HOPEFUL: The Roberts Bank terminal and others under the Vancouver Port Authority hope recommendations in the report will create stability.
VANCOUVER, B.C. – The Task Force examining this summer’s container hauler dispute at the Port of Vancouver has released its findings to the federal and provincial governments.
The 79-page report outlined how to best prevent future labour disruptions at the port while balancing the needs of container haulers, shippers, carriers and the port itself.
Among the recommendations are some operational changes which should improve the overall efficiency of the port and reduce wait time for drivers. However, the report also touches on the possibility of re-regulating the container trucking industry and enforcing pre-set rates.
The B.C. Trucking Association (BCTA) has vigorously opposed the idea of setting rates.
“Clearly, regulating the trucks serving the port is not the preferred option but there appears to be an appetite to do as much as possible to ensure there’s not a repetition of the instability we saw over the course of the summer,” says BCTA president, Paul Landry.
“We think there are some real challenges in terms of the regulatory system that has been proposed. We want to see a system that is the least intrusive and one that would be effective.”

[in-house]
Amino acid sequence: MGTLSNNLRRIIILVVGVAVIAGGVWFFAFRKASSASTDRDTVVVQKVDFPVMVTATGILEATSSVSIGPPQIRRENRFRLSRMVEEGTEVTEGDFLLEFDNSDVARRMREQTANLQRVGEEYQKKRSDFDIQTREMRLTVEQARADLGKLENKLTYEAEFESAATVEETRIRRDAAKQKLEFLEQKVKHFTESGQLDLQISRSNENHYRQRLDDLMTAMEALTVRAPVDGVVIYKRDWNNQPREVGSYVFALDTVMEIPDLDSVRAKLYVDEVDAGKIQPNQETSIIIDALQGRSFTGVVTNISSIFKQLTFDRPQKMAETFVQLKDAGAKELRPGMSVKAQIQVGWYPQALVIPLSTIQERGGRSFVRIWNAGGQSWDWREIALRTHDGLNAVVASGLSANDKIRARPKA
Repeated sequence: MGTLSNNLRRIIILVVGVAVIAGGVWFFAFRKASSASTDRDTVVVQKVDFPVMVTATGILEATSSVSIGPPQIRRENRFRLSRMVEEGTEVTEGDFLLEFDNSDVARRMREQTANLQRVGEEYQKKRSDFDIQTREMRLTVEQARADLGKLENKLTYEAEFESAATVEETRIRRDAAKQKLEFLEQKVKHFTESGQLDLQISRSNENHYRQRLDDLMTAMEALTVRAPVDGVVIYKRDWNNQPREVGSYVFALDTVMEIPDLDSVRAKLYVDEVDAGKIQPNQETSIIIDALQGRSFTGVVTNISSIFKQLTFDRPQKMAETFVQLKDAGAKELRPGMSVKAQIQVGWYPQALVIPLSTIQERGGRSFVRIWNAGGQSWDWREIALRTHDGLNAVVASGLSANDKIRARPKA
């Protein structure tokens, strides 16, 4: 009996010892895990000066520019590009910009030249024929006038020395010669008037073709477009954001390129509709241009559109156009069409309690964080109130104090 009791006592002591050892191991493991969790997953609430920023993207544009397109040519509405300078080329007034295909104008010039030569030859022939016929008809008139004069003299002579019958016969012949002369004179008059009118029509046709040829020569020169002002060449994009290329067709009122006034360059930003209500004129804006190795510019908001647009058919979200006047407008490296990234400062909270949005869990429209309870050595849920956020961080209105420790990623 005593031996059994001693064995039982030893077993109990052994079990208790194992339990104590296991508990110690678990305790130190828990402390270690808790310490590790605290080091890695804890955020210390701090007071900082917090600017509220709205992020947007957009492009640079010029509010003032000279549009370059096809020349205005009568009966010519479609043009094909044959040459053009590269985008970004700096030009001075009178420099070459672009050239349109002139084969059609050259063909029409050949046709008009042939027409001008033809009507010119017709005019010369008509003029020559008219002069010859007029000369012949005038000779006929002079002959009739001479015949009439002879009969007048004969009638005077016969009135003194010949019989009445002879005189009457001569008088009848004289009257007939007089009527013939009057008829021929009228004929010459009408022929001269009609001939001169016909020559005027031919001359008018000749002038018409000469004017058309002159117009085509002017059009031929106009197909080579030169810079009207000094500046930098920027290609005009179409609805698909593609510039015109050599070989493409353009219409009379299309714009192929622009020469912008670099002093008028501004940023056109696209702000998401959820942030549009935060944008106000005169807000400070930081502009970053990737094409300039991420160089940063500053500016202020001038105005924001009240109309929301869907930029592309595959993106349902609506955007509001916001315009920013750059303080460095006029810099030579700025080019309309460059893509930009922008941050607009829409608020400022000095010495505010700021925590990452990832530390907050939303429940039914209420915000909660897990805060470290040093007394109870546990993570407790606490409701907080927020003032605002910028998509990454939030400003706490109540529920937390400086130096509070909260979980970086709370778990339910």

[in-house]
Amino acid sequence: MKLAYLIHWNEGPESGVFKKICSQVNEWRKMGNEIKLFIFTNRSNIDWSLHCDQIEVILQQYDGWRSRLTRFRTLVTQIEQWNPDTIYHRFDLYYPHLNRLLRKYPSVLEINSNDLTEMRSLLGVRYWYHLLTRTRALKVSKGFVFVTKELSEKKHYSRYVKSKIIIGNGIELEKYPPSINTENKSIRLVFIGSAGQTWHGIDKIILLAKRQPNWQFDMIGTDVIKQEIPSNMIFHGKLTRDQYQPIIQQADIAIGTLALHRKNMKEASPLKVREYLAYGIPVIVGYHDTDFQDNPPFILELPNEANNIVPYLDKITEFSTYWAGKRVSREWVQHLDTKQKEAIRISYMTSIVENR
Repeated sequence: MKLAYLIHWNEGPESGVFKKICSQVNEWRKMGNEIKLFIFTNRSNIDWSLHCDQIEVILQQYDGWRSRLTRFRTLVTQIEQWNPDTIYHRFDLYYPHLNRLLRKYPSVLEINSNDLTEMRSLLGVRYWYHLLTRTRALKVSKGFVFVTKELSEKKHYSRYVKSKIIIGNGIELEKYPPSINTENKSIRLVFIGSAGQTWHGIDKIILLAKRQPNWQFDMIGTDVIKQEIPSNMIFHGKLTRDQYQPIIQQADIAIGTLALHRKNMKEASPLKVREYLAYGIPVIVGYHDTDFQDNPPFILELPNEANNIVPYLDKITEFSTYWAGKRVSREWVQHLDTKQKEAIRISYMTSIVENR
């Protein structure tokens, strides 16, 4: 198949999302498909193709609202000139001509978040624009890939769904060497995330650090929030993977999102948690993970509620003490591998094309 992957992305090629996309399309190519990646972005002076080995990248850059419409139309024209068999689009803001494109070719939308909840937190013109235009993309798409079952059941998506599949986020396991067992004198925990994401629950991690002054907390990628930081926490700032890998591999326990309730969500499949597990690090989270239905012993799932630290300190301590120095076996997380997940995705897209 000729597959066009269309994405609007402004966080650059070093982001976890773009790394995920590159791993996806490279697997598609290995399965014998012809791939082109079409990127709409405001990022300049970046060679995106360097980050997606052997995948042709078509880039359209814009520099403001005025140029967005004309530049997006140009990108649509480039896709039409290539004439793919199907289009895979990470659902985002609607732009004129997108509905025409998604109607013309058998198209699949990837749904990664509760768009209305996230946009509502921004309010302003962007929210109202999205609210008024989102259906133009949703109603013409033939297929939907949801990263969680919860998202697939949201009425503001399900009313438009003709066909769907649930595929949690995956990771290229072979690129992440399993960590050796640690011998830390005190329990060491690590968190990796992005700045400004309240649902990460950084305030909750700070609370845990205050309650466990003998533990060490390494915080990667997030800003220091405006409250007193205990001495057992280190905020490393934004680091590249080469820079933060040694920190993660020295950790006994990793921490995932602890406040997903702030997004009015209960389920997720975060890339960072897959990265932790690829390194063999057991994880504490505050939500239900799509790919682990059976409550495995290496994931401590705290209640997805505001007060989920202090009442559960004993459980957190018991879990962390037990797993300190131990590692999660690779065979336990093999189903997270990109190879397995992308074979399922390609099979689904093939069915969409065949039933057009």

The BCTA hopes the operational suggestions contained in the report will be adopted by the port and that alone will go a long way towards improving the flow of containers through the system.
“We prefer the improvements in terms of operational processes (that will lead) to improved productivity at the port and improved throughput of trucks which would help restore stability to the port,” Landry says.
Some of the operational processes laid out in the report have already been put into place, the Vancouver Port Authority (VPA) says.
The port is in the midst of a pilot project that extends the hours of operation at truck gates and it is adopting a mandatory reservation system. It’s also implementing a monitoring program that will track truck wait times and allow truckers to better plan their pickup times.
“Extended hours will increase capacity and efficiency by reducing congestion at terminals and on the region’s roads, making better use of existing transportation infrastructure, reducing air emissions and enabling truckers to move a greater number of containers in a given shift,” says Jim Cox, the VPA’s vice-president responsible for infrastructure development.
But whether or not operational enhancements alone are enough to return stability to the Port of Vancouver remains to be seen. There are still those who would like to take it a step further and regulate rates.
“There is little agreement among stakeholders on an appropriate future regulatory environment that may be available to the provincial or federal governments,” the report reads.
It added that most stakeholders would support a port authority-imposed licensing regime provided it didn’t involve setting fixed rates.